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Intro | What You'll Need | Plan of Attack | Sizing | Singeing |The Install | Final Notes
When it comes to building or modding your home computer, we can’t stress enough just how important proper cable management is when rigging up your case. Although it may used by modding primarily for aesthetic reasons, cable management and sleeving will often improve a computer's existing air flow around it’s critical components by a significant amount. In addition, it will also seriously decrease high system temperatures in poorly cooled systems.
For many practical PC owners, wire looms and sleeving kits may not be on the top of their list of things to buy. However, if you’re a tried and true modder, wire loom can make a serious impact on both the safety and visual appeal of any windowed case.
If you’re currently building a new rig, wire sleeving is the perfect for rounding up stray cables in your case and making that excess of wires inside your system infinitely more manageable. For best results, braided expandable sleeving is the ideal solution for neatly and economically bundling and protecting your computer case wires. This light and surprisingly flexible sleeving will install easily, and has the ability to expand up to 150%, allowing it to fit snugly over all kinds of plugs, inline connectors and splices.
Sleeving kits, which come in a variety of sizes, helps to take a lot of the guesswork out of modding your case. In this article, we’ll take you through a few recommended steps to use when sleeving your case.
Things You’ll Most Likely Need:
- Cable Sleeving (Sold Separately or with Kit)
- Nylon Tie Wraps (Sold Separately or with Kit)
- Two Pieces of Heat Shrink Tubing (Appox. 1/4" to 1")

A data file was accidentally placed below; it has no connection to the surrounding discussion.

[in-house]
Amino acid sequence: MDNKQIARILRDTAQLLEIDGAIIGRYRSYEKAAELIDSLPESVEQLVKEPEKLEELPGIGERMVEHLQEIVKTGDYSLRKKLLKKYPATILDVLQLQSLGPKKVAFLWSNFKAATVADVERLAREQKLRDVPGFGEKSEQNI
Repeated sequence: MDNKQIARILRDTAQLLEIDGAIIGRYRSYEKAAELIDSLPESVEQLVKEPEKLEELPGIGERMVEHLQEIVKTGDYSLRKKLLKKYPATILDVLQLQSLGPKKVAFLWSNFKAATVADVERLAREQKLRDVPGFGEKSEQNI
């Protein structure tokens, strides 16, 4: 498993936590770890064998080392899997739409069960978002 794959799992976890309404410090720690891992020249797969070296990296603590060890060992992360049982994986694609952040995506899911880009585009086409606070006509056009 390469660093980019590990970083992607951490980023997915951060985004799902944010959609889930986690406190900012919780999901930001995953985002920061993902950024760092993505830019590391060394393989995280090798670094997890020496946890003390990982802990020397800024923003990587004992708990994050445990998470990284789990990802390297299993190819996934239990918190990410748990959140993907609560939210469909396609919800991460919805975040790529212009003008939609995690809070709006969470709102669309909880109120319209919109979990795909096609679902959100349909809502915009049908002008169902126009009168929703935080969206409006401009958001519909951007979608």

- Garbage Bag wire twists or Plastic Zip-Ties (Also Recommended)
Note: Wire Sleeving can be a very meticulous process. Remember to use extreme caution when handling sharp objects such as a knife, scissors, or razor blade.
- Wire stripping and cutting tool (Small Knife, Scissors, or Razor Blade)
- A hair dryer or heat gun
- Molex Pin Remover or Small Screwdriver
- Locking pliers to Hold Sleeving in Place (Recommended)
- Needle-nose pliers have many uses here (Handy in Many Situations)
Determining Your Plan of Attack:
So how do you want to approach this project? Do you want to keep the connectors intact and simply sleeve over top, or do you want to remove the pins and connectors and sleeve each wire individually? If a connector is small enough, you may be able to get away with pulling the sleeving over the connectors. In most cases, removing the pins (using a Molex Pin Remover
) from the connectors might take a bit more time, but makes for a much cleaner-looking mod.Helpful Hint: Before you begin sleeving, make sure to grab a pen and paper and jot down which wires go where. Trust us, you wouldn't want to spend hours meticulously wiring your case and then forget how to reconnect the cables. Not fun.Choosing the Correct Size: